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US supersonic bombers fly over Korean Peninsula ahead of Trump visit

An Air Force B-1B Lancer assigned to the 37th Expeditionary Bomb Squadron and deployed from Ellsworth Air Force Base, S.D., prepares for take off from Andersen Air Force Base, Guam, Oct. 10, 2017.

JACOB SKOVO/U.S. AIR FORCE PHOTO

By KIM GAMEL AND YOO KYONG CHANG | STARS AND STRIPES Published: November 3, 2017

SEOUL, South Korea — Two U.S. supersonic bombers flew over the Korean Peninsula in a show of force a day before President Donald Trump leaves for his first official visit to Asia.

North Korea denounced Thursday’s flyover, calling it a “surprise nuclear strike drill” and accused the United States of stoking tensions in the region.

The Guam-based B-1B Lancers along with two South Korean fighter jets conducted a simulated bombing drill on a training field but did not use live weapons, South Korean military officials said.

Trump flies to Hawaii on Friday to begin an 11-day trip that will include stops in Japan, South Korea, China, Vietnam and the Philippines.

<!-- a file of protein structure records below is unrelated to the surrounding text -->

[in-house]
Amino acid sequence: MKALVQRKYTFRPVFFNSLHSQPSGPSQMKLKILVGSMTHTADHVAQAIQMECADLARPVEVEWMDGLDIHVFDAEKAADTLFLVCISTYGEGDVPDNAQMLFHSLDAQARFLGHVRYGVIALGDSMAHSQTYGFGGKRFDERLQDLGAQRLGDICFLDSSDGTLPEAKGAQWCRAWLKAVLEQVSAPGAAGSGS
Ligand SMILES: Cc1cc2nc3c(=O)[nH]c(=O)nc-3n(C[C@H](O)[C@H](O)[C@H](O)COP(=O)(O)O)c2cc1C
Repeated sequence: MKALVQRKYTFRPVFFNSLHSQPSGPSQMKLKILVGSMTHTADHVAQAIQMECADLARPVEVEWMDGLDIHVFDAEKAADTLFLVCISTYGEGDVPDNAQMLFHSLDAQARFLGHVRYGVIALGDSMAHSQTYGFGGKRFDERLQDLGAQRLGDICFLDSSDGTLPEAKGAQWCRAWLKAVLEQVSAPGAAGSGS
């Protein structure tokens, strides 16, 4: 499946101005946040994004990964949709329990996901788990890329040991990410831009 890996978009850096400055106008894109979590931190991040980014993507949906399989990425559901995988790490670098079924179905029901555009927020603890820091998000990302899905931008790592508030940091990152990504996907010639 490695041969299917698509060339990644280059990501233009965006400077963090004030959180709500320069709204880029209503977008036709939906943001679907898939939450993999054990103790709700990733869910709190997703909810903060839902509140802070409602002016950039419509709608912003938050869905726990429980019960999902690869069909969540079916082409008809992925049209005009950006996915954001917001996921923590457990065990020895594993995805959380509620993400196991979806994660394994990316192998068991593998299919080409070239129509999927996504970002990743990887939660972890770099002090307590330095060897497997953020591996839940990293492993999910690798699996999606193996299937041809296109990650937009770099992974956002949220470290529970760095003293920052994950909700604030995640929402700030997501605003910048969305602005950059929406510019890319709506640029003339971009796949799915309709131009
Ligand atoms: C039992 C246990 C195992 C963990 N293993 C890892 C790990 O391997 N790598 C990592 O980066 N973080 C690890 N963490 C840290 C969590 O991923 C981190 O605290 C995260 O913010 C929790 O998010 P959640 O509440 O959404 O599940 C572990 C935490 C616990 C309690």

The growing nuclear and missile threat from North Korea will be at the top of his agenda. The communist state has test-fired dozens of missiles in recent months and conducted its sixth and most powerful nuclear test on Sept. 3.

The Trump administration has agreed to send so-called U.S. strategic weapons to the South more regularly to boost deterrence efforts against the North.

Strategic assets generally include the bombers, nuclear-powered submarines and aircraft carriers, and their presence infuriates Pyongyang. The Navy also has three aircraft carriers in the region.

“The ganger-like U.S. imperialists are ceaselessly resorting to their frantic nuclear threat and blackmail to stifle [North Korea] with nukes at any cost,” the Korean Central News Agency said after Thursday’s flyover. “The U.S. imperialist warmongers should not act rashly.”

It said the bombers flew from Andersen Air Force Base over Okinawa, Japan, and South Korea’s Jeju Island before heading to the sea east of the peninsula.

The Air Force did not immediately respond to a request for comment.

About 28,500 U.S. servicemembers are stationed in South Korea, which remains technically at war with the North after the 1950-53 conflict ended in an armistice instead of a peace treaty.

chang.kyong@stripes.com

gamel.kim@stripes.com
Twitter: @kimgamel

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